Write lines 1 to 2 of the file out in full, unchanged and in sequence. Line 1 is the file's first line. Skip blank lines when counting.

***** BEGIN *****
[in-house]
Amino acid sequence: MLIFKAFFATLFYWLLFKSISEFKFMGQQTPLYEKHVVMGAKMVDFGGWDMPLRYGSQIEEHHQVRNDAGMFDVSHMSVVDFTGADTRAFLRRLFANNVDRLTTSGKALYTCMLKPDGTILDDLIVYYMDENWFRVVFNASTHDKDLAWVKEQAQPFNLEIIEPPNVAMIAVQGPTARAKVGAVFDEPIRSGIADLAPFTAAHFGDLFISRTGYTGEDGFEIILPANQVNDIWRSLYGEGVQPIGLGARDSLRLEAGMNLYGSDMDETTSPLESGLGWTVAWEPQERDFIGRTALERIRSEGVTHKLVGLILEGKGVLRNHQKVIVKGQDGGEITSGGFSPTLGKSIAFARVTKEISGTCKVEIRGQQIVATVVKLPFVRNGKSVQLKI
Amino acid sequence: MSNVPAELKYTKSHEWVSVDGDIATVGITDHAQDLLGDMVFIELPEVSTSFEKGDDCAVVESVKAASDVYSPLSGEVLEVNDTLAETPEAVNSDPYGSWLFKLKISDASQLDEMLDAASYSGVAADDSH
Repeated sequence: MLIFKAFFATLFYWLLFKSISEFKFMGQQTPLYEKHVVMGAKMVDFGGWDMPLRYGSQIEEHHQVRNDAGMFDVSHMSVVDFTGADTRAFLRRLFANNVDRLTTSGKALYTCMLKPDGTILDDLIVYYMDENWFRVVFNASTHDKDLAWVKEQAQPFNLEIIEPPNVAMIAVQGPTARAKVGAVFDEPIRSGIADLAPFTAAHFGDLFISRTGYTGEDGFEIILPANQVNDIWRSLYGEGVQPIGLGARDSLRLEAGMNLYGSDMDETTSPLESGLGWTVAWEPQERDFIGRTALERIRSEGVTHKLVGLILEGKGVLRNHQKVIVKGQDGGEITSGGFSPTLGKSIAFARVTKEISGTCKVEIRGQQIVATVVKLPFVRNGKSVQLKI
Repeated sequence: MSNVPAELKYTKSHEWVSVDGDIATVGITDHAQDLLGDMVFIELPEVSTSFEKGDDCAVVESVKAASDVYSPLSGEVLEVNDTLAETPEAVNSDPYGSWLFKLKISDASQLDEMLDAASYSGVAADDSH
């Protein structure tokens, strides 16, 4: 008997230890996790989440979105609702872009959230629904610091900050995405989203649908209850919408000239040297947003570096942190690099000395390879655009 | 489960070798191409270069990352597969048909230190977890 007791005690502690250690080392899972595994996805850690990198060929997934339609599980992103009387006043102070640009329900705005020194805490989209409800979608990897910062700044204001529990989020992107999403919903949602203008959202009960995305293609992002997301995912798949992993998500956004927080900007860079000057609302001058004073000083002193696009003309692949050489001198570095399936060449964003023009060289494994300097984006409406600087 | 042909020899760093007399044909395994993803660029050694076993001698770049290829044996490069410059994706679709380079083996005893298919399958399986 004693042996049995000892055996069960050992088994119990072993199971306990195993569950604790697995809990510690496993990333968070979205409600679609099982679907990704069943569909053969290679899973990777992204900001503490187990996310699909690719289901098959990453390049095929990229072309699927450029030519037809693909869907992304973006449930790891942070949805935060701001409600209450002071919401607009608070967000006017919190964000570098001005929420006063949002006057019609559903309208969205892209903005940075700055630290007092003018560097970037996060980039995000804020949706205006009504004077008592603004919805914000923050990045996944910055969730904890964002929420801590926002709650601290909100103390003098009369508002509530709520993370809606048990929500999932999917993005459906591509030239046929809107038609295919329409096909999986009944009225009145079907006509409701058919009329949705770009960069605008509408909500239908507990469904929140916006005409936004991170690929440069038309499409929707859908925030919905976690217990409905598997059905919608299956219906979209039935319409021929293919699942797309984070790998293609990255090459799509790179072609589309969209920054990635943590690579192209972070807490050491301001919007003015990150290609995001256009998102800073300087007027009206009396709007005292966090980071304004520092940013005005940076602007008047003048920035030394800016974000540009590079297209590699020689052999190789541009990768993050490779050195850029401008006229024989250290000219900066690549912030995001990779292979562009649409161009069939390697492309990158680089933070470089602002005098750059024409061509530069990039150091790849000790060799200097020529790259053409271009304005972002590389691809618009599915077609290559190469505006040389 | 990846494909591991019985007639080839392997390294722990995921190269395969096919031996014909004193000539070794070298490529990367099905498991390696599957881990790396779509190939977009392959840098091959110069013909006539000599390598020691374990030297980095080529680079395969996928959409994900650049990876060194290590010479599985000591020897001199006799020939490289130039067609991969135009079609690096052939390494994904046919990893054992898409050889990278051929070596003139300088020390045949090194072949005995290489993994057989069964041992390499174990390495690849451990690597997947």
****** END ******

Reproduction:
[in-house]
Amino acid sequence: MLIFKAFFATLFYWLLFKSISEFKFMGQQTPLYEKHVVMGAKMVDFGGWDMPLRYGSQIEEHHQVRNDAGMFDVSHMSVVDFTGADTRAFLRRLFANNVDRLTTSGKALYTCMLKPDGTILDDLIVYYMDENWFRVVFNASTHDKDLAWVKEQAQPFNLEIIEPPNVAMIAVQGPTARAKVGAVFDEPIRSGIADLAPFTAAHFGDLFISRTGYTGEDGFEIILPANQVNDIWRSLYGEGVQPIGLGARDSLRLEAGMNLYGSDMDETTSPLESGLGWTVAWEPQERDFIGRTALERIRSEGVTHKLVGLILEGKGVLRNHQKVIVKGQDGGEITSGGFSPTLGKSIAFARVTKEISGTCKVEIRGQQIVATVVKLPFVRNGKSVQLKI